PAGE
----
ca. 1959, oil, 24 x 36. Private collection.
It is not difficult to see why Wood’s paintings hit a responsive chord in so many viewers. A modest man, Wood did not expend time or energy in promotion or seeking recognition from the critics or the art community. He felt his work spoke for itself and wanted the average person to enjoy his work. Wood came from the old school in which an artist put in countless hours outdoors and at his easel to learn his craft, a never-ending process.
Today, those who may have purchased Wood’s reproductions 20 or 30 years ago are now collecting his original works. Collectors who grew up around Wood’s paintings or prints enjoy them because they are reminded of beautiful locations, pleasant memories, and simpler themes. His works are notable for their truth and clarity. Wood will always have a place in the hearts of those who appreciate traditional art and have an affection for the unspoiled American landscape.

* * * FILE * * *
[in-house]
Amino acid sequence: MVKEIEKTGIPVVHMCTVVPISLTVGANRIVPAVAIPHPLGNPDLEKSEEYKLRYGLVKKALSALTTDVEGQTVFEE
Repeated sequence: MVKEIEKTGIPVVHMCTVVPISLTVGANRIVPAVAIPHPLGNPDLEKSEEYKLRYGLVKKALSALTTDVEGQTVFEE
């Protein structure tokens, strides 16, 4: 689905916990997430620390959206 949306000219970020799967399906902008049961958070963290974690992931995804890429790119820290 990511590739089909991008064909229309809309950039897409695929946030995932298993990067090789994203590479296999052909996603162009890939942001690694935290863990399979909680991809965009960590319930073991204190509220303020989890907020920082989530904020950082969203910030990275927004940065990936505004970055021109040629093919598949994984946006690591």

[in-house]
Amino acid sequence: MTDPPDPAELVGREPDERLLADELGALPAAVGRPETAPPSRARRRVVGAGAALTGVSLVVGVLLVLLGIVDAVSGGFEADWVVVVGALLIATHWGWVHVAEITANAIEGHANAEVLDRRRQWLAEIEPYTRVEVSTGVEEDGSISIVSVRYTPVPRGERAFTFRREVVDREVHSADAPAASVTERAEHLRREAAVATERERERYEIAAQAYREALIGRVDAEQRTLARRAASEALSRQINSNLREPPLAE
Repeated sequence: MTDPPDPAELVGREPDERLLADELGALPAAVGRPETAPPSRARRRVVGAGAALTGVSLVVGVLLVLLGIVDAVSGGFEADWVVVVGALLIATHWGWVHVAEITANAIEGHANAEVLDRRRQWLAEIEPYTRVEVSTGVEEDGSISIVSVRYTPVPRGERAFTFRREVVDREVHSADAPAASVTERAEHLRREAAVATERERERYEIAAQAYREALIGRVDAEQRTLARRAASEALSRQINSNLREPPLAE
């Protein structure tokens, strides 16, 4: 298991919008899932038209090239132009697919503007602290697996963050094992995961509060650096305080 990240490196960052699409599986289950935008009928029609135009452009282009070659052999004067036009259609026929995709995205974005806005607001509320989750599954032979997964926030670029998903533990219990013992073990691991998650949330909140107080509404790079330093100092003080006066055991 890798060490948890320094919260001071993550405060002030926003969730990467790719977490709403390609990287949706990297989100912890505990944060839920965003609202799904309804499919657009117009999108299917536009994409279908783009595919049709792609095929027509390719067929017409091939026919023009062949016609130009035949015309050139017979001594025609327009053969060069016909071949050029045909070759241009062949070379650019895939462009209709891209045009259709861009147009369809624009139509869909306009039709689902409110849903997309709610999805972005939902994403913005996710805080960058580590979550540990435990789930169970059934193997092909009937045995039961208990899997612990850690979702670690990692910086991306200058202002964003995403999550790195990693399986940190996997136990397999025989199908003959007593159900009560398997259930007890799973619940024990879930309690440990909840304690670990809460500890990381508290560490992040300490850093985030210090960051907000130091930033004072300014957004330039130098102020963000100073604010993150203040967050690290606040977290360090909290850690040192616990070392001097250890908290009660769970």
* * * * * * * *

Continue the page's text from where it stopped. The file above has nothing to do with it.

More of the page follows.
Jeffrey Morseburg, a second-generation art dealer and owner of Morseburg Galleries, in Los Angeles, writes and lectures frequently on 19th- and 20th-century art. He studied with Theodore N. Lukits (1897-1992), the academic master plein air painter, and is on the advisory board of the California Art Club.
To learn more about Robert Wood through the words and research of Jeffrey Morseburg, visit www.robertwood.net. For more information on paintings by Wood that are in the collection of Morseburg Galleries.